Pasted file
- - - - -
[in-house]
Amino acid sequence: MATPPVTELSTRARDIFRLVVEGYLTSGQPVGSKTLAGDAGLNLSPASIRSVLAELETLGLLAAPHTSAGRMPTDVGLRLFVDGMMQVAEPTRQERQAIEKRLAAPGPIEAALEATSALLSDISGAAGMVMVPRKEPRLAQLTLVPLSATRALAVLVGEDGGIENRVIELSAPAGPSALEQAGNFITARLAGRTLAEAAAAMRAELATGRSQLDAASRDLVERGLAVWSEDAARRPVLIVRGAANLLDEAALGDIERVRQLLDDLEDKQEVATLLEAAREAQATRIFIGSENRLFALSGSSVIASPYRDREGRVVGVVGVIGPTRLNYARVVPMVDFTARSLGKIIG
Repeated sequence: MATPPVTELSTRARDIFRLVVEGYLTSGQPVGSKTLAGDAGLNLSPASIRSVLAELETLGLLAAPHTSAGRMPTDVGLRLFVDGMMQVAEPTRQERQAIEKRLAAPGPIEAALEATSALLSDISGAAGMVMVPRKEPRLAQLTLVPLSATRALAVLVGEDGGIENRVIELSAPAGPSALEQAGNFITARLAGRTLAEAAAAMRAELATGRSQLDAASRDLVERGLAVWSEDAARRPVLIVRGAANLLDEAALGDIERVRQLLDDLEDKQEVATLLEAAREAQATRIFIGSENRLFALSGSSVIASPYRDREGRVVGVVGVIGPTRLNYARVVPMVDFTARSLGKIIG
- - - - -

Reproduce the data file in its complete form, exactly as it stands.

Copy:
[in-house]
Amino acid sequence: MATPPVTELSTRARDIFRLVVEGYLTSGQPVGSKTLAGDAGLNLSPASIRSVLAELETLGLLAAPHTSAGRMPTDVGLRLFVDGMMQVAEPTRQERQAIEKRLAAPGPIEAALEATSALLSDISGAAGMVMVPRKEPRLAQLTLVPLSATRALAVLVGEDGGIENRVIELSAPAGPSALEQAGNFITARLAGRTLAEAAAAMRAELATGRSQLDAASRDLVERGLAVWSEDAARRPVLIVRGAANLLDEAALGDIERVRQLLDDLEDKQEVATLLEAAREAQATRIFIGSENRLFALSGSSVIASPYRDREGRVVGVVGVIGPTRLNYARVVPMVDFTARSLGKIIG
Repeated sequence: MATPPVTELSTRARDIFRLVVEGYLTSGQPVGSKTLAGDAGLNLSPASIRSVLAELETLGLLAAPHTSAGRMPTDVGLRLFVDGMMQVAEPTRQERQAIEKRLAAPGPIEAALEATSALLSDISGAAGMVMVPRKEPRLAQLTLVPLSATRALAVLVGEDGGIENRVIELSAPAGPSALEQAGNFITARLAGRTLAEAAAAMRAELATGRSQLDAASRDLVERGLAVWSEDAARRPVLIVRGAANLLDEAALGDIERVRQLLDDLEDKQEVATLLEAAREAQATRIFIGSENRLFALSGSSVIASPYRDREGRVVGVVGVIGPTRLNYARVVPMVDFTARSLGKIIG